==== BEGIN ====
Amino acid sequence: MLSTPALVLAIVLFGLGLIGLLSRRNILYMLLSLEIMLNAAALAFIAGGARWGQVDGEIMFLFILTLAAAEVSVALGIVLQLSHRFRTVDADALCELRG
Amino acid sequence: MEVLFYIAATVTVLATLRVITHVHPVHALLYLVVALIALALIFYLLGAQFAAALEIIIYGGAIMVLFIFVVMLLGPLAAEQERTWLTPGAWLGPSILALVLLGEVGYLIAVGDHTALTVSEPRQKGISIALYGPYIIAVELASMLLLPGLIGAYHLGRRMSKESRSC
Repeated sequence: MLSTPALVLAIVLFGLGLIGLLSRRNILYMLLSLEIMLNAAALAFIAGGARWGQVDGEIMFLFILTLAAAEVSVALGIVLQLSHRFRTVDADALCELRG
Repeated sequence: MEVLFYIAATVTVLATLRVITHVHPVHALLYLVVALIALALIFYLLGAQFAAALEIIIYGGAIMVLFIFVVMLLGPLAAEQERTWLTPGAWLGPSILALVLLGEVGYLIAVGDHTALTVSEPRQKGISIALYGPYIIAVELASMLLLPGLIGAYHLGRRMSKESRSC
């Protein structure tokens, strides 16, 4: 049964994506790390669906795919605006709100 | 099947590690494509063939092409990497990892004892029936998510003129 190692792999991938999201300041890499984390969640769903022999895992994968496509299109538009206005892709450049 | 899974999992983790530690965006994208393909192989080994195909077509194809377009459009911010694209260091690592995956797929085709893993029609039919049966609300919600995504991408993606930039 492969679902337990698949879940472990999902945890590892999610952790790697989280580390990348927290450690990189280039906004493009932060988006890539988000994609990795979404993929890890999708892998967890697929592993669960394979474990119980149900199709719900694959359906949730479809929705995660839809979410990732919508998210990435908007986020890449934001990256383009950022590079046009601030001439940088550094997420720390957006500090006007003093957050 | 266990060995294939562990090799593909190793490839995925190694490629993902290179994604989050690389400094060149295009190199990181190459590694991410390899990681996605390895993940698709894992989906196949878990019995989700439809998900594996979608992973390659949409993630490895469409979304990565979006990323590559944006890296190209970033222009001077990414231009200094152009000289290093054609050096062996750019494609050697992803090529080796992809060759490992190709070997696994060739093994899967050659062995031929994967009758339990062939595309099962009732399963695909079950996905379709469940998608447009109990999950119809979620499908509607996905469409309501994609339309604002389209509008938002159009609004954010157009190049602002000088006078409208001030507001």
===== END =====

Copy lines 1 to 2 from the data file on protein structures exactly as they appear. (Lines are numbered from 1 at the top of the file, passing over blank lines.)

Amino acid sequence: MLSTPALVLAIVLFGLGLIGLLSRRNILYMLLSLEIMLNAAALAFIAGGARWGQVDGEIMFLFILTLAAAEVSVALGIVLQLSHRFRTVDADALCELRG
Amino acid sequence: MEVLFYIAATVTVLATLRVITHVHPVHALLYLVVALIALALIFYLLGAQFAAALEIIIYGGAIMVLFIFVVMLLGPLAAEQERTWLTPGAWLGPSILALVLLGEVGYLIAVGDHTALTVSEPRQKGISIALYGPYIIAVELASMLLLPGLIGAYHLGRRMSKESRSC